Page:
Ripen your starter in a slightly cooler area, so it doesn’t digest its meal of flour and water too quickly.

Reviving a dormant or neglected starter

Sometime you may find yourself with a starter that’s gone far too long without a feeding.



Covered in a clear, dark liquid (alcohol, a by-product of yeast that’s been deprived of oxygen), the starter will lack bubbles or other signs of activity, and will have a very sharp aroma.

Although the starter appears lifeless, its microflora will spring into action again as soon as they get a few good meals.



Stir the liquid back into the starter. Discard all but 4 ounces, and set the bowl or crock on the counter; you’re going to be leaving it at room temperature (at least 70°F) for awhile.

Feed the starter 4 ounces water and 4 ounce all-purpose flour twice a day, discarding all but 4 ounces of the starter before each feeding. It should soon become healthy, bubbly, and active.

Sourdough starters are hearty, and easily resist spoilage due to their acidic nature. The pH of a sourdough starter discourages the proliferation of harmful microorganisms.

However, if your starter turns ominously pink or red; shows signs of mold growth, or smells decidedly putrid, throw it away and begin again. Luckily, in our experience, this rarely happens.

OK, after all of that – how about baking some sourdough bread? OurRustic Sourdough Bread is a great place to start.




ingredients

1 cup "fed" sourdough starter
1 1/2 cups lukewarm water
2 teaspoons instant yeast
1 tablespoon sugar
2 1/2 teaspoons salt
5 cups King Arthur Unbleached All-Purpose Flour

tips from our bakers
For an assertively sour loaf, read our recipe for Extra-Tangy Sourdough Bread.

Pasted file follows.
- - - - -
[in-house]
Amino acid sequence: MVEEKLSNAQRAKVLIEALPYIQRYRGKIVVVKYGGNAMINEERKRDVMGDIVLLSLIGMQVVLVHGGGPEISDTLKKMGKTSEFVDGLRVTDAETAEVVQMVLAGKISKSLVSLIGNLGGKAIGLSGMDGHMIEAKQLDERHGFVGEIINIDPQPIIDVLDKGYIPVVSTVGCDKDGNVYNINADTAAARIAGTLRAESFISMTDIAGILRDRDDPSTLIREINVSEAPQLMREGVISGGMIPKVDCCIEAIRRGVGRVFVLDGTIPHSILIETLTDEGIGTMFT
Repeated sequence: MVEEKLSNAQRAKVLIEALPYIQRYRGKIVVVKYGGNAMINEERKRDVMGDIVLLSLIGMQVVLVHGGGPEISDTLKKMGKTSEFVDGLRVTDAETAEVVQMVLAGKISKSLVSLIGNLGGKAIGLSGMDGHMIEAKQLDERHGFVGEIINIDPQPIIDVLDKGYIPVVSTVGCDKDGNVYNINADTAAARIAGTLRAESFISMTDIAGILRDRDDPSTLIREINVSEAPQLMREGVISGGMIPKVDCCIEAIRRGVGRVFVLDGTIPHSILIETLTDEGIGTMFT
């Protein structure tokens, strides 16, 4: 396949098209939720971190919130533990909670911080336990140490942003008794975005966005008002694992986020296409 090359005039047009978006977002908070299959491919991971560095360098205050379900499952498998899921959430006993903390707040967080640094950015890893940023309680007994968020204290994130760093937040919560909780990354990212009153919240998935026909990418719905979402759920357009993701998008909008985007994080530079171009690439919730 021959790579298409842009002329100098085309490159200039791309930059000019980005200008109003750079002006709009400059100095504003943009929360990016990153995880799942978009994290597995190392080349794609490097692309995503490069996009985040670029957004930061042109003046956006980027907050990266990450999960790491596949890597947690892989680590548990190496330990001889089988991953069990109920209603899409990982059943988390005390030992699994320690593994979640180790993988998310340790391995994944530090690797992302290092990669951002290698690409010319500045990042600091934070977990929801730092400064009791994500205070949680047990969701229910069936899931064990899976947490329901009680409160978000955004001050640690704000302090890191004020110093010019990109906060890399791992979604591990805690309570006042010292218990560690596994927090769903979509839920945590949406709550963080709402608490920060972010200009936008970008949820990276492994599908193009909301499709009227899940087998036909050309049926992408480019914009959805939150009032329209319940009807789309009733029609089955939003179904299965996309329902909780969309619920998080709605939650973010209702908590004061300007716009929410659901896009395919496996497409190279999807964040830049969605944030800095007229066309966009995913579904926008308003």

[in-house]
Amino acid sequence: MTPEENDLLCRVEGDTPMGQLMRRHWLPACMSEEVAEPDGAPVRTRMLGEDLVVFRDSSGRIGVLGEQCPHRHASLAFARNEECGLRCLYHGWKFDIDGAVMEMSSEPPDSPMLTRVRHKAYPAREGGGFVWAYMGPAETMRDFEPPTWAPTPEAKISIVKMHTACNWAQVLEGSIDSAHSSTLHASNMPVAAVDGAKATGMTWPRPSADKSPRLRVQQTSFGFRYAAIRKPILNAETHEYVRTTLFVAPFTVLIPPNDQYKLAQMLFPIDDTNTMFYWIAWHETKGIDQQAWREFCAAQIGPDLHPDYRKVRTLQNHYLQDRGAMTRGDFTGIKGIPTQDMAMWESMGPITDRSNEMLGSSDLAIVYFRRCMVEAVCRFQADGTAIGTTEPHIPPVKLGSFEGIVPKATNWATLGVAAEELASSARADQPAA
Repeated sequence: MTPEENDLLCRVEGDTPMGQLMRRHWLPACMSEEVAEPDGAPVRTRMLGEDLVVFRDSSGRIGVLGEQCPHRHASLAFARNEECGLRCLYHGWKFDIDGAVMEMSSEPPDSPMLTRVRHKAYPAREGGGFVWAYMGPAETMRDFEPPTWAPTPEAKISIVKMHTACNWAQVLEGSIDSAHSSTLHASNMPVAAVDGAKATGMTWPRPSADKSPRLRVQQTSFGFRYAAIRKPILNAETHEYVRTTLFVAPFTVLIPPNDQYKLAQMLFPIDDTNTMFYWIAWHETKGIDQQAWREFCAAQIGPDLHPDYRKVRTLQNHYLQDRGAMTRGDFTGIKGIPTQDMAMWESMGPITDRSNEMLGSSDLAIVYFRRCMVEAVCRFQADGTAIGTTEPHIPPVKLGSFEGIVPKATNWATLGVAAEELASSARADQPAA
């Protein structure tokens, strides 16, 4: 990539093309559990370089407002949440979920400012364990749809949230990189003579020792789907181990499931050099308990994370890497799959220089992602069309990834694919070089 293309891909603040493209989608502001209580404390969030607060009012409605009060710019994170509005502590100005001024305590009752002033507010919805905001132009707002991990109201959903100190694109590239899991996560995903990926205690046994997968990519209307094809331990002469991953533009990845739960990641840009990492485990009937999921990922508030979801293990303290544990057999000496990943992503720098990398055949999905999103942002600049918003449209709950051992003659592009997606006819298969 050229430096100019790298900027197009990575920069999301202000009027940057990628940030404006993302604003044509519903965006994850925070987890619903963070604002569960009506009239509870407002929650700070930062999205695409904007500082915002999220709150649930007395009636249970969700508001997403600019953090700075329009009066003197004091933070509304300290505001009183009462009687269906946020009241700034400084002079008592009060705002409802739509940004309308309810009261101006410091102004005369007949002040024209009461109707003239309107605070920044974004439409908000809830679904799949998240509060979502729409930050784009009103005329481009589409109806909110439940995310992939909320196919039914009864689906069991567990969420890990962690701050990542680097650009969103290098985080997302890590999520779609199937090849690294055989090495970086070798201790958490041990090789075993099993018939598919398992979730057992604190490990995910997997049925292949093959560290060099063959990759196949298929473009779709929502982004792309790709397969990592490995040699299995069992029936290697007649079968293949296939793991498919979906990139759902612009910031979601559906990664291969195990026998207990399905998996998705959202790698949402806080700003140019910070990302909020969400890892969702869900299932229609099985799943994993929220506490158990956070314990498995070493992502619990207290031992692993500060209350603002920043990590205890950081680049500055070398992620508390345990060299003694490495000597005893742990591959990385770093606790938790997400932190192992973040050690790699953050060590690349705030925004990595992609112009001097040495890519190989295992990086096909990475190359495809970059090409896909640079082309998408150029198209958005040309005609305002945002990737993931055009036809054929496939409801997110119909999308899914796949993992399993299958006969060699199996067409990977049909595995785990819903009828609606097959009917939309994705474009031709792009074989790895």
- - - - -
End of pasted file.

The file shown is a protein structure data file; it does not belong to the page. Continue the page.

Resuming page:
Want a brick oven effect? Rather than dividing the dough into two separate loaves, shape it into one large ball, and place it in the base of a round covered stoneware baker, such as La Cloche. Put the lid on, and let the loaf rise for 1 hour. Make two slashes on top of the bread, and bake for 30 to 35 minutes, removing the lid of the baker for the final 5 minutes of baking.



directions


see this recipe's blog »





1) Combine all of the ingredients, kneading to form a smooth dough.







2) Allow the dough to rise, in a covered bowl, until it's doubled in size, about 90 minutes.






3) Gently divide the dough in half; it'll deflate somewhat.



4) Gently shape the dough into two oval loaves; or, for longer loaves, two 10" to 11" logs. Place the loaves on a lightly greased or parchment-lined baking sheet. Cover and let rise until very puffy, about 1 hour. Towards the end of the rising time, preheat the oven to 425°F.







5) Spray the loaves with lukewarm water.







6) Make two fairly deep diagonal slashes in each; a serrated bread knife, wielded firmly, works well here.







7) Bake the bread for 25 to 30 minutes, until it's a very deep golden brown. Remove it from the oven, and cool on a rack.